When Cultures Clash Electronically: The Impact of Email and Social Norms on Negotiation Behavior and Outcomes

Published

Journal Article

This research examines the extent to which the email medium exacerbates the aggressiveness of opening offers made by negotiators from two distinct cultures. Hypotheses derived from negotiation, communication, and culture research predict that Hong Kong Chinese negotiators using email would exhibit a reactance effect and consequently engage in more aggressive opening offers and claim higher distributive outcomes than similar negotiators in the United States. Study 1 examines intercultural email negotiations and results indicate that Hong Kong Chinese negotiators made more aggressive opening offers and attained higher distributive outcomes than their U.S. counterparts. Study 2 results replicate Study 1 findings in an intracultural negotiation setting and also show favorable outcomes for Hong Kong email negotiators when compared to both Hong Kong and U.S. face-to-face negotiators. Overall, the findings suggest that Hong Kong Chinese and U.S. negotiators vary substantially in how they negotiate via email and face to face, which results in differences in distributive outcomes. © The Author(s) 2012.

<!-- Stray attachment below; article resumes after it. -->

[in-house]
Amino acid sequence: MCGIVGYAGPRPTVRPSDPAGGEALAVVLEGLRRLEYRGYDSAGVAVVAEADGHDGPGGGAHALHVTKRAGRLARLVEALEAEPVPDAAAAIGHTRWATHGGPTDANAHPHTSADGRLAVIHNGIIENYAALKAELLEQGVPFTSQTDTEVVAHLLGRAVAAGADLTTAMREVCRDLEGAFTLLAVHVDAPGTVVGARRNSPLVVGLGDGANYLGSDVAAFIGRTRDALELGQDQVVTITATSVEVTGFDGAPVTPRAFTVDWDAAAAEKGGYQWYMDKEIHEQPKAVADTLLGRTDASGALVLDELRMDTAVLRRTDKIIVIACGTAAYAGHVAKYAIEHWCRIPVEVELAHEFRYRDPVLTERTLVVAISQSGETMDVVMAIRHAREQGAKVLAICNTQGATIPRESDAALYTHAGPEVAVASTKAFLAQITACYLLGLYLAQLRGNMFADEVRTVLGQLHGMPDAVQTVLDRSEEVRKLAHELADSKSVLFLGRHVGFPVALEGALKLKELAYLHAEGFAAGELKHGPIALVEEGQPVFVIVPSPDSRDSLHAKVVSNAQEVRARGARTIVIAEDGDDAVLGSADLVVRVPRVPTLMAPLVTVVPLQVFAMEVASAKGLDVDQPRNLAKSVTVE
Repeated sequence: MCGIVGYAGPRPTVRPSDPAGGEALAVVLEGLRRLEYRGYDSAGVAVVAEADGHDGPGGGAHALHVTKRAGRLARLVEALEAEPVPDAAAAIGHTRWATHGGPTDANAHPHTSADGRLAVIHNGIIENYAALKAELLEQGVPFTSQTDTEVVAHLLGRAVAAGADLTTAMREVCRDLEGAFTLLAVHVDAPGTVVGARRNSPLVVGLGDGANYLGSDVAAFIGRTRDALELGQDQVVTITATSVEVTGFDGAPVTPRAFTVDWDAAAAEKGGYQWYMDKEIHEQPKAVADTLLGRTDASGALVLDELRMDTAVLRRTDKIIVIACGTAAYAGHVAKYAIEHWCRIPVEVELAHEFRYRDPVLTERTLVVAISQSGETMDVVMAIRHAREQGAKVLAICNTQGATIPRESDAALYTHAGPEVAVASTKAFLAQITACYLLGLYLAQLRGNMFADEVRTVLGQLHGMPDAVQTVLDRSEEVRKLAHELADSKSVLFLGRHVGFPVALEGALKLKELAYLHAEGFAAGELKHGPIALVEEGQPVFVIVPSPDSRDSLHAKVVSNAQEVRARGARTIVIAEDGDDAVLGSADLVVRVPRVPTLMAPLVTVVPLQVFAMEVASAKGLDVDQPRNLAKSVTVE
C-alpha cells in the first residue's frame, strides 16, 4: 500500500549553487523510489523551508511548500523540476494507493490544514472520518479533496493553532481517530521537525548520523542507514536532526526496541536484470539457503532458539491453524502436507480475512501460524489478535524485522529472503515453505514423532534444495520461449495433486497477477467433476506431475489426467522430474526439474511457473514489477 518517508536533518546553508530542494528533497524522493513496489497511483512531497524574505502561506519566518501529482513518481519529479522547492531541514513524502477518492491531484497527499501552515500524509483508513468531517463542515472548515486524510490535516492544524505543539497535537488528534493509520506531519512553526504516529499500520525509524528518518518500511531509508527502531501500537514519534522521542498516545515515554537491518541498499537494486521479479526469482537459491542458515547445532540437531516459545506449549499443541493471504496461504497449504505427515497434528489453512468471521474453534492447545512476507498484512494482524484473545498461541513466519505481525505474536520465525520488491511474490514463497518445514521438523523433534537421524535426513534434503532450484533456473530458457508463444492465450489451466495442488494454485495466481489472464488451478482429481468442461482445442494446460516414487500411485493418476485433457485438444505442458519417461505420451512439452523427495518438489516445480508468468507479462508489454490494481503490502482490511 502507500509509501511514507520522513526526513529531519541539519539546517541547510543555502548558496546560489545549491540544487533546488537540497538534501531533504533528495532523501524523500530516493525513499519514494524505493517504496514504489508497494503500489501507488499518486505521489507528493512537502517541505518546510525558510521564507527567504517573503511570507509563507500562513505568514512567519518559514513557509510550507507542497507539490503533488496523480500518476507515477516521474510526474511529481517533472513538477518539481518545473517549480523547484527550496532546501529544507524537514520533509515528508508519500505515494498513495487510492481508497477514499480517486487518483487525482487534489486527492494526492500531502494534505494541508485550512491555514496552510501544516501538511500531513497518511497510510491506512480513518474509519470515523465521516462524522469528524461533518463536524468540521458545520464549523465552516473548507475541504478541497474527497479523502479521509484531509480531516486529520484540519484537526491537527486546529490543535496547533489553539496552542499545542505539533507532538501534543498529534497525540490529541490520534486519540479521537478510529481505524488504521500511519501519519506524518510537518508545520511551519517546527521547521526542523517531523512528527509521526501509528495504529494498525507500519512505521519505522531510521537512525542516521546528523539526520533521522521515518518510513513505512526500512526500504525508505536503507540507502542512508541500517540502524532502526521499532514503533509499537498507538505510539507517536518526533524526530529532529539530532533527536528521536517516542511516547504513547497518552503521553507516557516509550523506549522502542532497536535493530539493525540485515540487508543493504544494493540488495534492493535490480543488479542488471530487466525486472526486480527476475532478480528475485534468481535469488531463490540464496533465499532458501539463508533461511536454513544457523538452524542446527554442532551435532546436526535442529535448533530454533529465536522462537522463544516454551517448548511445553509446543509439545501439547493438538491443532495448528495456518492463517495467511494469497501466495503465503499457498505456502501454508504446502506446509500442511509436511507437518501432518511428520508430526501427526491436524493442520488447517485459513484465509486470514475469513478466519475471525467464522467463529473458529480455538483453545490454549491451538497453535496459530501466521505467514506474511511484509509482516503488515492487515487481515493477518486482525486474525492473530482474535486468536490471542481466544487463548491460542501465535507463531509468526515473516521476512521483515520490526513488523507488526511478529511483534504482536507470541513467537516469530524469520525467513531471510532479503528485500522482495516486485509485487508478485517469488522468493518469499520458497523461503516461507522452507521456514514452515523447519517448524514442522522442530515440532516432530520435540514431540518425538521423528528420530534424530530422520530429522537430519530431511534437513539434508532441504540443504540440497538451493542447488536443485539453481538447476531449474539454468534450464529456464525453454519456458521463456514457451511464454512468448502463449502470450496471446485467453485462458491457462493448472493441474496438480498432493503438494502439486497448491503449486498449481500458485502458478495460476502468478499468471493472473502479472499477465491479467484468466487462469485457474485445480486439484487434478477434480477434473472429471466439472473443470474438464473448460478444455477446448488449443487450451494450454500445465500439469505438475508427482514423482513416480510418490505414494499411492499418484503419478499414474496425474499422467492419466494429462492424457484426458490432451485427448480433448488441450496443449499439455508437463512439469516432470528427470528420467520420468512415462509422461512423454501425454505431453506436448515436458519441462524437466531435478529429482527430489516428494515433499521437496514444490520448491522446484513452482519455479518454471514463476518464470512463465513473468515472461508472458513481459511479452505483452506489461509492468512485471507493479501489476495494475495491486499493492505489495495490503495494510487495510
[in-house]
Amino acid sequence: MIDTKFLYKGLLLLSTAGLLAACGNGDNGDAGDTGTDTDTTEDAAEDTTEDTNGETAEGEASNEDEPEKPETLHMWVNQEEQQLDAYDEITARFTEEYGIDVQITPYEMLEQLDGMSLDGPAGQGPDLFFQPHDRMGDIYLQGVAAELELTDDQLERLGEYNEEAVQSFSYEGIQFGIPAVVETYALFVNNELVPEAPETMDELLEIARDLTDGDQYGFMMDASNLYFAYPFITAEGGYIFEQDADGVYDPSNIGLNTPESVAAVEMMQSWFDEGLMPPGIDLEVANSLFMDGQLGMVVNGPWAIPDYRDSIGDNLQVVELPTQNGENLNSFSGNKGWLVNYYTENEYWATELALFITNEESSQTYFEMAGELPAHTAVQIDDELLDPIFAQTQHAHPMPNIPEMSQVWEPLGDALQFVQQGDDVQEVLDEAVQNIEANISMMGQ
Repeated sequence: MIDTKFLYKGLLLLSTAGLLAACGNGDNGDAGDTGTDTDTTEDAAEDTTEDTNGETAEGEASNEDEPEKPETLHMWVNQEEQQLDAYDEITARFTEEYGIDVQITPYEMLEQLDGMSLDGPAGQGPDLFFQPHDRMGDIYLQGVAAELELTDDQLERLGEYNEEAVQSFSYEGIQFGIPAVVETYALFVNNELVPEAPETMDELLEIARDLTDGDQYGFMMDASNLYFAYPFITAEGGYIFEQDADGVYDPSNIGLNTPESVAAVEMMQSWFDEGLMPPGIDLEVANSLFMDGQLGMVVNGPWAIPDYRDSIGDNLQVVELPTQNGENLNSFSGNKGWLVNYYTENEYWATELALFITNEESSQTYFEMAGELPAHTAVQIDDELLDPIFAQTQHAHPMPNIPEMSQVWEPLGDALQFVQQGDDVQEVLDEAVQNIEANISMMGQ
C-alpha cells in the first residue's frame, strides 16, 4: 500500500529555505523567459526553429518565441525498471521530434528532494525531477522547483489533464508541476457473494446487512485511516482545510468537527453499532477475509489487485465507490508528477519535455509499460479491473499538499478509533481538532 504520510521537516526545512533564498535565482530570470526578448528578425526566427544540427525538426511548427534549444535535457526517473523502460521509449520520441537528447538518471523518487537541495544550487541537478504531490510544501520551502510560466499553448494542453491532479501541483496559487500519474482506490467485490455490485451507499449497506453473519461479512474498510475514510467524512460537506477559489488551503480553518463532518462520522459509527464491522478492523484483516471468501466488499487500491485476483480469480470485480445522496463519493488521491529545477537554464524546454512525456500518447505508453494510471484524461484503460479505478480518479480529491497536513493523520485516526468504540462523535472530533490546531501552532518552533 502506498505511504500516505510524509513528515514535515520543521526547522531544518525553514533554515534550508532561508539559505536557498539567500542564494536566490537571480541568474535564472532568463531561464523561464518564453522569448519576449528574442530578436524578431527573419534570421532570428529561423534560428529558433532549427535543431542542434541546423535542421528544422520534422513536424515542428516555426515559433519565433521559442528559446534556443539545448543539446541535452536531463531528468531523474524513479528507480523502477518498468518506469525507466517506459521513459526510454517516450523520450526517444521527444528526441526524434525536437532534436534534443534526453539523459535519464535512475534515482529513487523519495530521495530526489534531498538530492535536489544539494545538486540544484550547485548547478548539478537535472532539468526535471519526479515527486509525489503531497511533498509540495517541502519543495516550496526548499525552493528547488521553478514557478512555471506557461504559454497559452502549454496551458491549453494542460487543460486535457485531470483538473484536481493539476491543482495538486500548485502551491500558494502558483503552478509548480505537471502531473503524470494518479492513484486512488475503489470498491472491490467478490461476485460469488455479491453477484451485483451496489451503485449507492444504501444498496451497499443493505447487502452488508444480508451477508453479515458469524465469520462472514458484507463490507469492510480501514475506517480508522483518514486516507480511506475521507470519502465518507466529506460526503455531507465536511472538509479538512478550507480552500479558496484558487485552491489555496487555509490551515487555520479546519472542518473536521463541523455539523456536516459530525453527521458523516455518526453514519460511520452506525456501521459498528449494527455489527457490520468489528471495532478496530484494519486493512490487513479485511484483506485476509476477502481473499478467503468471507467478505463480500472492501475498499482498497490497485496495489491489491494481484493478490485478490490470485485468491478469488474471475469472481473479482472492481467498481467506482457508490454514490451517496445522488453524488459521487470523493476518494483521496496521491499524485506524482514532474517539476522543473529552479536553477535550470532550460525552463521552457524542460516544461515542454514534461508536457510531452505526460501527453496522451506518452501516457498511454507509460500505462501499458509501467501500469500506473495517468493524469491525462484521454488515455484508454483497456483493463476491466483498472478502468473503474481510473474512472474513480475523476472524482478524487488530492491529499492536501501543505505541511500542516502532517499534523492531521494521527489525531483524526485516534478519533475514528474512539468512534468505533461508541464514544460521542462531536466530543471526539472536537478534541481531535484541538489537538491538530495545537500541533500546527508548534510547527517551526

Full Text

Duke Authors

Cited Authors

  • Rosette, AS; Brett, JM; Barsness, Z; Lytle, AL

Published Date

  • May 1, 2012

Published In

Volume / Issue

  • 43 / 4

Start / End Page

  • 628 - 643

Electronic International Standard Serial Number (EISSN)

  • 1552-5422

International Standard Serial Number (ISSN)

  • 0022-0221

Digital Object Identifier (DOI)

  • 10.1177/0022022111407190

Citation Source

  • Scopus